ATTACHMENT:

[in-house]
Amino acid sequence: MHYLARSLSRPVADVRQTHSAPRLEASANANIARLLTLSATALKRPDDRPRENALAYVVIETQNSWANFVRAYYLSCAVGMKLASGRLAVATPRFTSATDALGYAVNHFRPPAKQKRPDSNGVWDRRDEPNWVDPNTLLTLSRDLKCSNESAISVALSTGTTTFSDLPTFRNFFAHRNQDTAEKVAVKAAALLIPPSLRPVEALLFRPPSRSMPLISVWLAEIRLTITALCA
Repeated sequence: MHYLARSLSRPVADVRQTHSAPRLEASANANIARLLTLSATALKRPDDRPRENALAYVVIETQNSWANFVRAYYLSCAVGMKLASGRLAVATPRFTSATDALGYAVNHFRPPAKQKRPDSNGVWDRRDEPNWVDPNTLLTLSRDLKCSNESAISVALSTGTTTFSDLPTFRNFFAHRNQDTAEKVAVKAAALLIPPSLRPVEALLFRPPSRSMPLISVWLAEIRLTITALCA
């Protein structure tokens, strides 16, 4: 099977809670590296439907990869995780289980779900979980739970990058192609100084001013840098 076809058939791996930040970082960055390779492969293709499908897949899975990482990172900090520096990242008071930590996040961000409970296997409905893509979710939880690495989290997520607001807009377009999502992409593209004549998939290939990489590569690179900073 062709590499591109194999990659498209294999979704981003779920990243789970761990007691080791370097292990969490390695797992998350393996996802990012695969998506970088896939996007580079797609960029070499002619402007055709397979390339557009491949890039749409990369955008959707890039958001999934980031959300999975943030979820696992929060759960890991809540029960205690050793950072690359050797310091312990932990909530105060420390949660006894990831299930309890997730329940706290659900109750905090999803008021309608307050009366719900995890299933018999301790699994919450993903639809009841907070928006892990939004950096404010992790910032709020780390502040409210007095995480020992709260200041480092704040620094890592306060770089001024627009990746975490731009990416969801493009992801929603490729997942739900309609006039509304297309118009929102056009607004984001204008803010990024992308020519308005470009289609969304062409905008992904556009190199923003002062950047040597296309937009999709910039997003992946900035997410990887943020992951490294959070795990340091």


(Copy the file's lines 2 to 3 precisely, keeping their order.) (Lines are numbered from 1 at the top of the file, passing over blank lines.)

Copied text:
Amino acid sequence: MHYLARSLSRPVADVRQTHSAPRLEASANANIARLLTLSATALKRPDDRPRENALAYVVIETQNSWANFVRAYYLSCAVGMKLASGRLAVATPRFTSATDALGYAVNHFRPPAKQKRPDSNGVWDRRDEPNWVDPNTLLTLSRDLKCSNESAISVALSTGTTTFSDLPTFRNFFAHRNQDTAEKVAVKAAALLIPPSLRPVEALLFRPPSRSMPLISVWLAEIRLTITALCA
Repeated sequence: MHYLARSLSRPVADVRQTHSAPRLEASANANIARLLTLSATALKRPDDRPRENALAYVVIETQNSWANFVRAYYLSCAVGMKLASGRLAVATPRFTSATDALGYAVNHFRPPAKQKRPDSNGVWDRRDEPNWVDPNTLLTLSRDLKCSNESAISVALSTGTTTFSDLPTFRNFFAHRNQDTAEKVAVKAAALLIPPSLRPVEALLFRPPSRSMPLISVWLAEIRLTITALCA